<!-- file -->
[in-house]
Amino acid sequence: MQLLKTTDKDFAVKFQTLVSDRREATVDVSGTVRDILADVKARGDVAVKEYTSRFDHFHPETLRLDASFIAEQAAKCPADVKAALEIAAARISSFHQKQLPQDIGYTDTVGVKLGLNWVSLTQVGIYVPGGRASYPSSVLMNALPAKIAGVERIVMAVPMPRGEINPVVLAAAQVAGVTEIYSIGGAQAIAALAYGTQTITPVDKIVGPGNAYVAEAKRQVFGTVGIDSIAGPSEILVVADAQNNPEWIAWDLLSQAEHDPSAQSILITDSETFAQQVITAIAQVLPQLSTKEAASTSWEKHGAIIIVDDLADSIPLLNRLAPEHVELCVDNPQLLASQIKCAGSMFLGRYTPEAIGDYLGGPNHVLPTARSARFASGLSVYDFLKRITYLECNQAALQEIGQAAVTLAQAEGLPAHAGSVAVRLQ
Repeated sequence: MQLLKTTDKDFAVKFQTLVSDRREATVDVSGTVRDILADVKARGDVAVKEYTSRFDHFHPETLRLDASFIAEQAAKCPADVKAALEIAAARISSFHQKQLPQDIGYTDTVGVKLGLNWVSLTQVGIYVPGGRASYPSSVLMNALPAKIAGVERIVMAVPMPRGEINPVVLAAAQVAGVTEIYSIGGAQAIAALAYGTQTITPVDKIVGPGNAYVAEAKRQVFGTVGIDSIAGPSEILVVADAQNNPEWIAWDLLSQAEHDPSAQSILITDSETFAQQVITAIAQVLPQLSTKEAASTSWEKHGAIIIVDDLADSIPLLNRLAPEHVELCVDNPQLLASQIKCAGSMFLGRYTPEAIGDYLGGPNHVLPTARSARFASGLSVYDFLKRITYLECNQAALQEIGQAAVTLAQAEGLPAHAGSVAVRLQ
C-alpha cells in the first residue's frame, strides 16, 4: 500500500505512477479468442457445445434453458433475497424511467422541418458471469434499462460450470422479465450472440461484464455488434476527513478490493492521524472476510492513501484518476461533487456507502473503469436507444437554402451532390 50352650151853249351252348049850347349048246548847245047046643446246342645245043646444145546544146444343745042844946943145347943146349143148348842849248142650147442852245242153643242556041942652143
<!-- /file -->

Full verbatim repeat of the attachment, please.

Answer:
[in-house]
Amino acid sequence: MQLLKTTDKDFAVKFQTLVSDRREATVDVSGTVRDILADVKARGDVAVKEYTSRFDHFHPETLRLDASFIAEQAAKCPADVKAALEIAAARISSFHQKQLPQDIGYTDTVGVKLGLNWVSLTQVGIYVPGGRASYPSSVLMNALPAKIAGVERIVMAVPMPRGEINPVVLAAAQVAGVTEIYSIGGAQAIAALAYGTQTITPVDKIVGPGNAYVAEAKRQVFGTVGIDSIAGPSEILVVADAQNNPEWIAWDLLSQAEHDPSAQSILITDSETFAQQVITAIAQVLPQLSTKEAASTSWEKHGAIIIVDDLADSIPLLNRLAPEHVELCVDNPQLLASQIKCAGSMFLGRYTPEAIGDYLGGPNHVLPTARSARFASGLSVYDFLKRITYLECNQAALQEIGQAAVTLAQAEGLPAHAGSVAVRLQ
Repeated sequence: MQLLKTTDKDFAVKFQTLVSDRREATVDVSGTVRDILADVKARGDVAVKEYTSRFDHFHPETLRLDASFIAEQAAKCPADVKAALEIAAARISSFHQKQLPQDIGYTDTVGVKLGLNWVSLTQVGIYVPGGRASYPSSVLMNALPAKIAGVERIVMAVPMPRGEINPVVLAAAQVAGVTEIYSIGGAQAIAALAYGTQTITPVDKIVGPGNAYVAEAKRQVFGTVGIDSIAGPSEILVVADAQNNPEWIAWDLLSQAEHDPSAQSILITDSETFAQQVITAIAQVLPQLSTKEAASTSWEKHGAIIIVDDLADSIPLLNRLAPEHVELCVDNPQLLASQIKCAGSMFLGRYTPEAIGDYLGGPNHVLPTARSARFASGLSVYDFLKRITYLECNQAALQEIGQAAVTLAQAEGLPAHAGSVAVRLQ
C-alpha cells in the first residue's frame, strides 16, 4: 500500500505512477479468442457445445434453458433475497424511467422541418458471469434499462460450470422479465450472440461484464455488434476527513478490493492521524472476510492513501484518476461533487456507502473503469436507444437554402451532390 50352650151853249351252348049850347349048246548847245047046643446246342645245043646444145546544146444343745042844946943145347943146349143148348842849248142650147442852245242153643242556041942652143